How should Dolphins handle the backup QB role after 2020 season?

Kyle Crabbs
·3 min read

The Miami Dolphins have officially made their transition at the quarterback position — the much anticipated change behind center has led Miami to the culmination of their rebuilding efforts beginning last January. Tua Tagovailoa is officially the starting quarterback of the Miami Dolphins. And with veteran Ryan Fitzpatrick currently serving as the backup after strong play to start the season, Miami has an admirable quarterback situation on their hands — this is the best shape the entire quarterback room has been in quite some time. And if Tagovailoa becomes everything Dolphins fans believe he can be, it might be the best shape the quarterback room has been in since the early 1990s.

But how do the Dolphins go from here. They presumably have their long-term quarterback to start, but the backup role is a big mystery. How should the Dolphins go about ensuring that the quarterback room remains a strength beyond this season?

They’ll have a few options.

Miami Dolphins quarterback Tua Tagovailoa (1) congratulates Miami Dolphins quarterback Ryan Fitzpatrick (14) after Fitzpatrick threw his third touchdown pass of the game at Hard Rock Stadium in Miami Gardens, October 18, 2020. [ALLEN EYESTONE/The Palm Beach Post]

Coax Ryan Fitzpatrick into another short-term deal to remain the backup

Fitzpatrick’s contract is currently set to expire at the end of the season and, based on how hurt Fitzpatrick seemed with Miami’s decision to make the change, he may ultimately want to go out on his own terms as a starter elsewhere. But if he’s receptive to the idea of staying in Miami for another few seasons as the backup signal caller, Fitzpatrick would be a great option for the Dolphins in the short-term scope as they’re learning just how good Tagovailoa can be. And with Tagovailoa’s durability still in question until he proves it shouldn’t be, having a veteran who can step in would bring a lot of value to a team that is expecting to be competing in 2021.

Dec 24, 2016; Orchard Park, NY, USA; A general view of a Miami Dolphins helmet before the game against the Buffalo Bills at New Era Field. Mandatory Credit: Kevin Hoffman-USA TODAY Sports

Sign another veteran backup to replace Fitzpatrick for a longer term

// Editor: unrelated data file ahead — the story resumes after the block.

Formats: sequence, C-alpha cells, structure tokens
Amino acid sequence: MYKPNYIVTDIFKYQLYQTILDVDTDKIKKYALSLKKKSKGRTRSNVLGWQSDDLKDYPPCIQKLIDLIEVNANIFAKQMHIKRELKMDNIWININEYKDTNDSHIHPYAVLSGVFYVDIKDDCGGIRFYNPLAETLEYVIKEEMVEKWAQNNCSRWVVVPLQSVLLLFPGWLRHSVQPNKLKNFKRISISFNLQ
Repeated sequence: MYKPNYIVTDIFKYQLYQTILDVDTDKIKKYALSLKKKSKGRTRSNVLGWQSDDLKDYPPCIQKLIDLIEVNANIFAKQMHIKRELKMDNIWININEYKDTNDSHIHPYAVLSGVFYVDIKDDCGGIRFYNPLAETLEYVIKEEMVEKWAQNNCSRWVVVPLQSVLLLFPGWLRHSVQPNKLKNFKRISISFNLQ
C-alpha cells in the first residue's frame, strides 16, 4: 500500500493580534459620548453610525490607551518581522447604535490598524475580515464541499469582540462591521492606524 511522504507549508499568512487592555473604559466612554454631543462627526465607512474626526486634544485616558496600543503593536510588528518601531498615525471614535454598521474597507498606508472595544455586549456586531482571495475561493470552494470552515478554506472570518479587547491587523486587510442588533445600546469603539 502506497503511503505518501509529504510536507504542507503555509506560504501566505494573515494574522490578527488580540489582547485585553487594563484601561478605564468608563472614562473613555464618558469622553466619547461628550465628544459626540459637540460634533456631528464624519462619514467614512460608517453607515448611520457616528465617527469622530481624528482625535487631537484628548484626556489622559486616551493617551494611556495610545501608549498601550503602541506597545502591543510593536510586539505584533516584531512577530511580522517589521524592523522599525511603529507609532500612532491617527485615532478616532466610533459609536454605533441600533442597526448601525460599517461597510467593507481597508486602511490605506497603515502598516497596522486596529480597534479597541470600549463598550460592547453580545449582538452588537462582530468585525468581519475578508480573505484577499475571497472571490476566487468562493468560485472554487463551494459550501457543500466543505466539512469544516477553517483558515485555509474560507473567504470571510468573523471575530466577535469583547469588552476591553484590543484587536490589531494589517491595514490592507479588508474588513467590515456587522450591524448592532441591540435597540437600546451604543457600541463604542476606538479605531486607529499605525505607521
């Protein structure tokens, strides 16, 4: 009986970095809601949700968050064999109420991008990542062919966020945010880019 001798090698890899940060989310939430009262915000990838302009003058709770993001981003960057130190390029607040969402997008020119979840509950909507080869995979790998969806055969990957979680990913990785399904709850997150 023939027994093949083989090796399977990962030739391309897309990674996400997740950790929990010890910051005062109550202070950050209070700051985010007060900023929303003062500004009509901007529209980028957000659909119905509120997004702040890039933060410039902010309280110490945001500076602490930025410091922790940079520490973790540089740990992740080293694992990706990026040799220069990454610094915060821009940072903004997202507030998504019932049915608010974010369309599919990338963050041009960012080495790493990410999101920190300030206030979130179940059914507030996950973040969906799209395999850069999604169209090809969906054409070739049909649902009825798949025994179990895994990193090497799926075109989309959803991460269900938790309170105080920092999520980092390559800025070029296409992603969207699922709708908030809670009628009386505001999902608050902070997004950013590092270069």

This approach could get quite dicey rather quickly. Of the free agent quarterbacks set to hit the market, most are either old (Joe Flacco, Phillip Rivers, Matt Schaub, etc.), or very bad (Matt Barkley, Nate Peterman, C.J. Beathard, etc.). So this isn’t an ideal scenario for Miami to peg a potential backup. Cam Newton is set to become a free agent but he’s undoubtedly going to look for the chance to start. Andy Dalton and Mitchell Trubisky may be the most intriguing backup options on the free agent market depending on how much of a long-term backup the team could be looking to acquire.

Dalton’s style of play seems like a modest fit for Miami’s quick passing attack, too. That might be the best play if Fitzpatrick wants to move on.

DAVIE, FL – FEBRUARY 04: Chris Grier General Manager of the Miami Dolphins speaks during a press conference as he introduces Brian Flores as the new Head Coach of the Miami Dolphins at Baptist Health Training Facility at Nova Southern University on February 4, 2019 in Davie, Florida. (Photo by Mark Brown/Getty Images)

Draft a rookie to backup Tagovailoa in the 2021 draft

Miami wouldn’t likely be drafting one in the top-100 picks, but never the less could peg a potential developmental backup to step in behind Tagovailoa. The risk here is what happens if Tagovailoa gets hurt? The Dolphins’ 2021 season would almost certainly be sunk if the team committed to two young quarterbacks and their starter went down.

Candidates for this scenario include Mac Jones (Alabama), Desmond Ridder (Cincinnati) and Tanner Morgan (Minnesota) as Day 3 options.